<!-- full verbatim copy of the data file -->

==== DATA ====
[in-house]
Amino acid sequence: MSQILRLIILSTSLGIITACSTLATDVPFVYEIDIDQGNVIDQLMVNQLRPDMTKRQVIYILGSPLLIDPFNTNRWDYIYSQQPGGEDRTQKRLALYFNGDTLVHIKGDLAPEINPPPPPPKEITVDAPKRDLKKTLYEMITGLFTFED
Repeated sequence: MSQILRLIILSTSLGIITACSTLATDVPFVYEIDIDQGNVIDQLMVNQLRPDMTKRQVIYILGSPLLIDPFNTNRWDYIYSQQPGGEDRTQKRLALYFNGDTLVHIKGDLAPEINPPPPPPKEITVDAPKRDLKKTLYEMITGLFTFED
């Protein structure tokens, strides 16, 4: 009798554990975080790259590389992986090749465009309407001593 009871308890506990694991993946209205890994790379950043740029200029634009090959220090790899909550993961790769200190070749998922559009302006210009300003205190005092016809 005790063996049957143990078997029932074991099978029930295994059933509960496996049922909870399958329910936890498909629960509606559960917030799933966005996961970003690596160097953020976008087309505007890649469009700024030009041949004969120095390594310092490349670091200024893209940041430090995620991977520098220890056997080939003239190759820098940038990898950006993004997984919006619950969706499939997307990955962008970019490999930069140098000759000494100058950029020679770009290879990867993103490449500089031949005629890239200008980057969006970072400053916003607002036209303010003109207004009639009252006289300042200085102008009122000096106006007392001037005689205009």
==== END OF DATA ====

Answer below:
[in-house]
Amino acid sequence: MSQILRLIILSTSLGIITACSTLATDVPFVYEIDIDQGNVIDQLMVNQLRPDMTKRQVIYILGSPLLIDPFNTNRWDYIYSQQPGGEDRTQKRLALYFNGDTLVHIKGDLAPEINPPPPPPKEITVDAPKRDLKKTLYEMITGLFTFED
Repeated sequence: MSQILRLIILSTSLGIITACSTLATDVPFVYEIDIDQGNVIDQLMVNQLRPDMTKRQVIYILGSPLLIDPFNTNRWDYIYSQQPGGEDRTQKRLALYFNGDTLVHIKGDLAPEINPPPPPPKEITVDAPKRDLKKTLYEMITGLFTFED
């Protein structure tokens, strides 16, 4: 009798554990975080790259590389992986090749465009309407001593 009871308890506990694991993946209205890994790379950043740029200029634009090959220090790899909550993961790769200190070749998922559009302006210009300003205190005092016809 005790063996049957143990078997029932074991099978029930295994059933509960496996049922909870399958329910936890498909629960509606559960917030799933966005996961970003690596160097953020976008087309505007890649469009700024030009041949004969120095390594310092490349670091200024893209940041430090995620991977520098220890056997080939003239190759820098940038990898950006993004997984919006619950969706499939997307990955962008970019490999930069140098000759000494100058950029020679770009290879990867993103490449500089031949005629890239200008980057969006970072400053916003607002036209303010003109207004009639009252006289300042200085102008009122000096106006007392001037005689205009």